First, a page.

In several months, Sen. Olympia Snowe will retire, concluding a distinguished 34-year career in Congress representing the people of Maine.

But before she leaves Washington, Sen. Snowe faces a choice that will affect her legacy and determine whether the American people will get the real story about the role that torture played in our nation’s efforts to combat terrorism.

The Senate Select Committee on Intelligence is nearing completion of a three-year review of the scope and effectiveness of the so-called “enhanced interrogation” program and how these policies of torture and official cruelty affected our nation’s security.

Sen. Snowe has served on the committee for nearly a decade.

The committee has pored through more than six million pages of records.

Now it must decide if it will adopt the final report detailing the findings of that investigation and whether to make that report available to the American people or to keep the results of its inquiry secret.

Some have sought to politicize this report, trying to paint the review as a partisan witch hunt.

Sen. Snowe knows better and that is why her vote is critical. She should understand that whatever the report shows, as Americans, we deserve to know the truth.

There are also those who continue to claim that torture saved American lives and was instrumental in disrupting terrorist plots.

Former CIA Clandestine Service Director Jose Rodriguez, who boasts of having destroyed 92 videotapes that reportedly show CIA agents waterboarding prisoners, claimed that the CIA’s so-called “enhanced interrogation program” generated the intelligence that led to Bin Laden.

Rep. Peter King (R-N.Y.) crowed that “the road to bin Laden began with waterboarding.”

But many others, including Defense Secretary Leon Panetta, who led the CIA at the time of the bin Laden operation, and Sen. Diane Feinstein (D-Calif.), who chairs the Senate Intelligence Committee, challenge these claims.

Both Sen. Feinstein and Secretary Panetta have said unequivocally that the torture program had nothing to do with finding bin Laden.

On the contrary, the critical information that led to bin Laden’s hideout was gained through standard interrogation methods that were legal and ethical.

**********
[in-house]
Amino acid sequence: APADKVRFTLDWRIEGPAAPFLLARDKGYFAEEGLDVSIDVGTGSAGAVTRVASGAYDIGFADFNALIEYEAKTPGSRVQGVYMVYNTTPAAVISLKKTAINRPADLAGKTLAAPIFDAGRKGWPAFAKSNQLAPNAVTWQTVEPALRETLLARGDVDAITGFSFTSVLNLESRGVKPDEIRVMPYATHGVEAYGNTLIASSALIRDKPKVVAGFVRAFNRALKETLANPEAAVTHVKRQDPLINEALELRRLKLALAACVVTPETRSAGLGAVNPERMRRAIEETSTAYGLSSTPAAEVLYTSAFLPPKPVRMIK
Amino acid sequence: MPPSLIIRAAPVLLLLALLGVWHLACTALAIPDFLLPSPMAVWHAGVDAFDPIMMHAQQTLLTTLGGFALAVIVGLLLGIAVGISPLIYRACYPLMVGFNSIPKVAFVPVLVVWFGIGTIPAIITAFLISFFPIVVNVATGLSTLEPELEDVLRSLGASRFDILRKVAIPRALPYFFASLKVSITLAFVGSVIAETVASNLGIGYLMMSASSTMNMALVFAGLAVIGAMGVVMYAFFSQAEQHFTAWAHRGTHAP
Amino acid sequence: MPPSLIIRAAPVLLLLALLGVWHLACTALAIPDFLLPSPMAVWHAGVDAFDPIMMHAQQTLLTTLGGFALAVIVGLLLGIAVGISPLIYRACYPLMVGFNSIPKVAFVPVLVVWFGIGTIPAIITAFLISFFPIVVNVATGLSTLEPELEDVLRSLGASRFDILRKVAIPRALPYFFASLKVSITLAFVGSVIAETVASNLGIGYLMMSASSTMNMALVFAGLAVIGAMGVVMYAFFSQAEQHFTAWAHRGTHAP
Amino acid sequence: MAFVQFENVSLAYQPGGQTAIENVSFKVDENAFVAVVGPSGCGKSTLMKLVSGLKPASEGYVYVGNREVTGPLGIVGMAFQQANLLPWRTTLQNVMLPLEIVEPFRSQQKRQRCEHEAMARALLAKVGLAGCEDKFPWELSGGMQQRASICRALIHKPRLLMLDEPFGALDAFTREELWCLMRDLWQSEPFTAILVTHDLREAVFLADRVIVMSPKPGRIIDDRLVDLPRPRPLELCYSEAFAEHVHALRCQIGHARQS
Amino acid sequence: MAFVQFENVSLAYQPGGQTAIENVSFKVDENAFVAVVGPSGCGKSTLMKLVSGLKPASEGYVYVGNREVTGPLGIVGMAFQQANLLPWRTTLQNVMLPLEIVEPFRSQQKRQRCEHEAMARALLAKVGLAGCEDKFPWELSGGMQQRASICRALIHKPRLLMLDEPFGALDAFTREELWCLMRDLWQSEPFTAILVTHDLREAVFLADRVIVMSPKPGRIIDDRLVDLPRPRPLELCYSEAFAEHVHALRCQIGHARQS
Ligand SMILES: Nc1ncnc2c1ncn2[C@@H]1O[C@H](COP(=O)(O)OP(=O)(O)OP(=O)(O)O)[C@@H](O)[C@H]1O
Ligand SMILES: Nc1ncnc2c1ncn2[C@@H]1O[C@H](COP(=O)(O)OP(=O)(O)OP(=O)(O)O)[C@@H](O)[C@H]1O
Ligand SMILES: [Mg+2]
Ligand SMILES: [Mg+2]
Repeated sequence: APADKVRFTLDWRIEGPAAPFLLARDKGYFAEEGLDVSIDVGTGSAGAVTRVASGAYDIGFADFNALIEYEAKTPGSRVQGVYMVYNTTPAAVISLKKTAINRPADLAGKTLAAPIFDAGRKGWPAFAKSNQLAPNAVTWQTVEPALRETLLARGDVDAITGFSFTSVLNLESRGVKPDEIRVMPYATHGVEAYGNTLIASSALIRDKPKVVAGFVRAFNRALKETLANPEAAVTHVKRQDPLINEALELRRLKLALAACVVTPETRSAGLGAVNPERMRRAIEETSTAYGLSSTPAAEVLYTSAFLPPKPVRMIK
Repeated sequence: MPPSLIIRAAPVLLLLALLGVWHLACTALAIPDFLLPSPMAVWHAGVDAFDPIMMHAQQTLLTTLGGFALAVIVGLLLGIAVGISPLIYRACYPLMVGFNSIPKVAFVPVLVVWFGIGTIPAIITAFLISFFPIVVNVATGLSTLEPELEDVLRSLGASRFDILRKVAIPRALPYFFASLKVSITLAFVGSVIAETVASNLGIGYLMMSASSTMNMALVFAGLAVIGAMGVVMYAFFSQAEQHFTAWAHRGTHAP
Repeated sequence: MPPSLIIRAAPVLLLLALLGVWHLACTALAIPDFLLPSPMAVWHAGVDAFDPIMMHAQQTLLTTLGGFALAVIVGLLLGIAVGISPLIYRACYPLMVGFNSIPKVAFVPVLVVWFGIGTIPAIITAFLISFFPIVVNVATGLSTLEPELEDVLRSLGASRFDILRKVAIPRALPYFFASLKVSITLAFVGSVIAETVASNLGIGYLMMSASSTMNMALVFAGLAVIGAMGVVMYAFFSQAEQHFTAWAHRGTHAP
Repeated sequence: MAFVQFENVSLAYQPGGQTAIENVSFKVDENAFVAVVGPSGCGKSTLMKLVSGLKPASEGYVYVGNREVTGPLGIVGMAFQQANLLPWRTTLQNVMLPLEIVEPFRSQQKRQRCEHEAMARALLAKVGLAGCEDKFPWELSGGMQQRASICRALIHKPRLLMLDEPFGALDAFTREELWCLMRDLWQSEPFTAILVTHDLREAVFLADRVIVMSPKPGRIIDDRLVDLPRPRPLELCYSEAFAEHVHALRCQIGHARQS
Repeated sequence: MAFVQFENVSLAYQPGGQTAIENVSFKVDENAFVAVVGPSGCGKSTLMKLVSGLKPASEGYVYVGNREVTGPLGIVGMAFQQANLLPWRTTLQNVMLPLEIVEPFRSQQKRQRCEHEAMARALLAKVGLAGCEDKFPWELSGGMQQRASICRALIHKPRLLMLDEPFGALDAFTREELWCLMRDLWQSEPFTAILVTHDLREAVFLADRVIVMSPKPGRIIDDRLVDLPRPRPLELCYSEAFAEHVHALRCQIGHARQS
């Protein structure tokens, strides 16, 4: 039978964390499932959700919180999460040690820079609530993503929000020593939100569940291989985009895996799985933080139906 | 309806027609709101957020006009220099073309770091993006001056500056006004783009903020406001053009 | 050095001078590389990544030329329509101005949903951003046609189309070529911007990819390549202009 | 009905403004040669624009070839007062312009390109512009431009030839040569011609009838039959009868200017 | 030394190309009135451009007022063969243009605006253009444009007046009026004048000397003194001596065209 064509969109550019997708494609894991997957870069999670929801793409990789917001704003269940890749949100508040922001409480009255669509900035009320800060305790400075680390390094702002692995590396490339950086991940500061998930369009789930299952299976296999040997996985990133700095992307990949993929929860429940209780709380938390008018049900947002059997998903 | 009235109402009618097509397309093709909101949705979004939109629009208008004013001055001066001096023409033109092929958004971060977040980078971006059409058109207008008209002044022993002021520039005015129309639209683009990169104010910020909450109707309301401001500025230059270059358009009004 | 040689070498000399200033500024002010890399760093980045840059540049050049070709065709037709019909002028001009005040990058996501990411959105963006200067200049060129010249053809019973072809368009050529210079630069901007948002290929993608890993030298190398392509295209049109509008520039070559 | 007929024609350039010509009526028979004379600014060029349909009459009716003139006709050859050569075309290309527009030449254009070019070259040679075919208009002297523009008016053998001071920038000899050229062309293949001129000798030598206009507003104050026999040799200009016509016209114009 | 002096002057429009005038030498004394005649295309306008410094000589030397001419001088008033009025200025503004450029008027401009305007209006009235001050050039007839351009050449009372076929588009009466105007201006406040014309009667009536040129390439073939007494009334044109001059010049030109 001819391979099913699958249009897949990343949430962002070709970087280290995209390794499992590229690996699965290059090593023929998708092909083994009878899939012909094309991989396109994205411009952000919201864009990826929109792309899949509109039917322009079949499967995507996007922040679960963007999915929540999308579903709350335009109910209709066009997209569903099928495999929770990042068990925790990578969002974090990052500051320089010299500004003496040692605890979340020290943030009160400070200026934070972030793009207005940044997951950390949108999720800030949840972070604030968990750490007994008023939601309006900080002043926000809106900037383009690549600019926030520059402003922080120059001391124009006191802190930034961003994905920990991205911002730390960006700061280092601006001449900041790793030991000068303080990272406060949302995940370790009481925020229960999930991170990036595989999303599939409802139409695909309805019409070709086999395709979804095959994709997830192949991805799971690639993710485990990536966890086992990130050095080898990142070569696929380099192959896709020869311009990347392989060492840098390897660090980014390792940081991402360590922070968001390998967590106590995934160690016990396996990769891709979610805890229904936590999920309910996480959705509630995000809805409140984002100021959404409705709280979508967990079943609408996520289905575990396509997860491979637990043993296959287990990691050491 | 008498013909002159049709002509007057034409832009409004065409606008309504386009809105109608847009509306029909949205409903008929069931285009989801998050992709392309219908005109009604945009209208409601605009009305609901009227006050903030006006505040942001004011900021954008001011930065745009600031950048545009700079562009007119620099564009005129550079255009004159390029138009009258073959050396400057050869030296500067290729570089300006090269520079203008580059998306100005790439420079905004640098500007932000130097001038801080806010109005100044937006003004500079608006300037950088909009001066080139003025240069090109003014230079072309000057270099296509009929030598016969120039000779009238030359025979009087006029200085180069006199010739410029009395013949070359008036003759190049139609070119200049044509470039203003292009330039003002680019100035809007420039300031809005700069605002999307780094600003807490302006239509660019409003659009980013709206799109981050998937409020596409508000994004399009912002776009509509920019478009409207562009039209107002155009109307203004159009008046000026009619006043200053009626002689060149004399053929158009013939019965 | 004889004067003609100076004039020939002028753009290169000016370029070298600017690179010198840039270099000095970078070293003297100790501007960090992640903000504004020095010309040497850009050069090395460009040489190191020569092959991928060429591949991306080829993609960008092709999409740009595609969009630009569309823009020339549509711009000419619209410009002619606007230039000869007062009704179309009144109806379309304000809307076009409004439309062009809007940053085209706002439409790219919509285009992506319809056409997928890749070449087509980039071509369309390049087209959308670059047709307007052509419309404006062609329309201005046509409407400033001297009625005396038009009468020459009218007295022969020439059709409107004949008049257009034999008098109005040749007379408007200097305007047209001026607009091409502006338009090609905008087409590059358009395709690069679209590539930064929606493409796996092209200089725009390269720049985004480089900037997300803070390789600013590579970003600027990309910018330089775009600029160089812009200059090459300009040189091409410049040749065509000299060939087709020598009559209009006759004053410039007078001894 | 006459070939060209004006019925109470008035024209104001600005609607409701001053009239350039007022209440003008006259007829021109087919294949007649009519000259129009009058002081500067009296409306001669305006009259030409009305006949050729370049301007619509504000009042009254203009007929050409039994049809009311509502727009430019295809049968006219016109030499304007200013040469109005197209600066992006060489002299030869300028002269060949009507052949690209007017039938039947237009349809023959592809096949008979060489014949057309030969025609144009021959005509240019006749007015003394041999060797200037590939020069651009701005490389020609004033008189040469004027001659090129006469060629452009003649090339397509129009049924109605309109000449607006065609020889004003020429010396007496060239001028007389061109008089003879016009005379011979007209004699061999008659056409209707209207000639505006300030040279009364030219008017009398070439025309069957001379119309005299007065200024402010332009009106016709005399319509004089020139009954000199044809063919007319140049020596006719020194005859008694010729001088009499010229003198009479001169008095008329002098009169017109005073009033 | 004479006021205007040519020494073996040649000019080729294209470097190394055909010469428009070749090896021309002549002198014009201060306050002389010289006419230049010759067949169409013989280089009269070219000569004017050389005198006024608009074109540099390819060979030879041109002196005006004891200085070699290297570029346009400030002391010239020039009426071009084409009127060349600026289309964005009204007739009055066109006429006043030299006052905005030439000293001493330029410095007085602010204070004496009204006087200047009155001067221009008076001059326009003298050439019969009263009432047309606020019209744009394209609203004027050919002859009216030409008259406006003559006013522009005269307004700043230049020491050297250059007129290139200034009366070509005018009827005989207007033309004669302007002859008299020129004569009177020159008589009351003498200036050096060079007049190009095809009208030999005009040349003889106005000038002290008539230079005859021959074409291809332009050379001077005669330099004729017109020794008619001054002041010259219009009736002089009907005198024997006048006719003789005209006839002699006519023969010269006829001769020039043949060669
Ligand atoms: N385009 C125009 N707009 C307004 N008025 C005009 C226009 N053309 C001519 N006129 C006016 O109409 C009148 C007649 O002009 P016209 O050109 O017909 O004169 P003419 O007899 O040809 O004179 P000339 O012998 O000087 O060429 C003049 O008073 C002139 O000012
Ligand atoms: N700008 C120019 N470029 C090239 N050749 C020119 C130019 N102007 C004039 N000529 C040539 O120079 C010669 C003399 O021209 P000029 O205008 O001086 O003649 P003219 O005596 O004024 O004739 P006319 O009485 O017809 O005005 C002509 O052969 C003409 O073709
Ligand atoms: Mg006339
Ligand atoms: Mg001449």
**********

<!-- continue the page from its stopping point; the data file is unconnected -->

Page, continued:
Sen. John McCain (R- Ariz.), who endured years of brutal torture at the hands of the North Vietnamese and has called waterboarding a form of mock execution, agreed.

As he has often reminded us, torture betrays “who we are” as Americans and is conduct unbecoming of a great nation that seeks to lead by example.

In addition, he and scores of retired senior military leaders, as well as experienced interrogators, say that torture not only fails to produce accurate intelligence, it actually undermines our security.

During his confirmation hearing, CIA Director Gen. David Petraeus welcomed a review of interrogation efforts.

The intelligence committee has now conducted that review.

The only thing standing in the way of its ability to “inform future policies” is the support of committee members, including Sen. Snowe, to publish it.

The public release of this report offers the American people the only chance to know and understand the facts about the torture program.

Americans deserve to know the truth about the policies and practices carried out in their name.

Torture is a moral abomination that contradicts the teachings of all religions.

It is degrading to all involved — the victim, perpetrator and policymakers.

It is an egregious violation of the belief that every human being has dignity and worth.

Torture often produces false information as detainees are apt to say anything to try to make their suffering stop.

And experts agree that bad intelligence leads to dead ends that waste precious time and resources.

According to Secretary Panetta, false information gained through torture hindered the hunt for bin Laden for years.

Sen. Snowe has demonstrated moral clarity on torture.

In 2008, when asked whether waterboarding would ever be justified, she replied unequivocally: “Waterboarding is torture and should not be the policy of the United States.”

But without a public accounting of what torture wrought, its proponents will continue to claim that torture, however wrong, is necessary.

The Senate Intelligence Committee should release its report as soon — and as fully — as possible.

Sen. Snowe has one last opportunity to ensure that if Americans are once again presented with the false choice between security and values, we can make it based on facts, not fear.

Elisa Massimino is president and CEO of Human Rights First.

The Rev. Richard L. Killmer of Yarmouth is executive director of the National Religious Campaign Against Torture.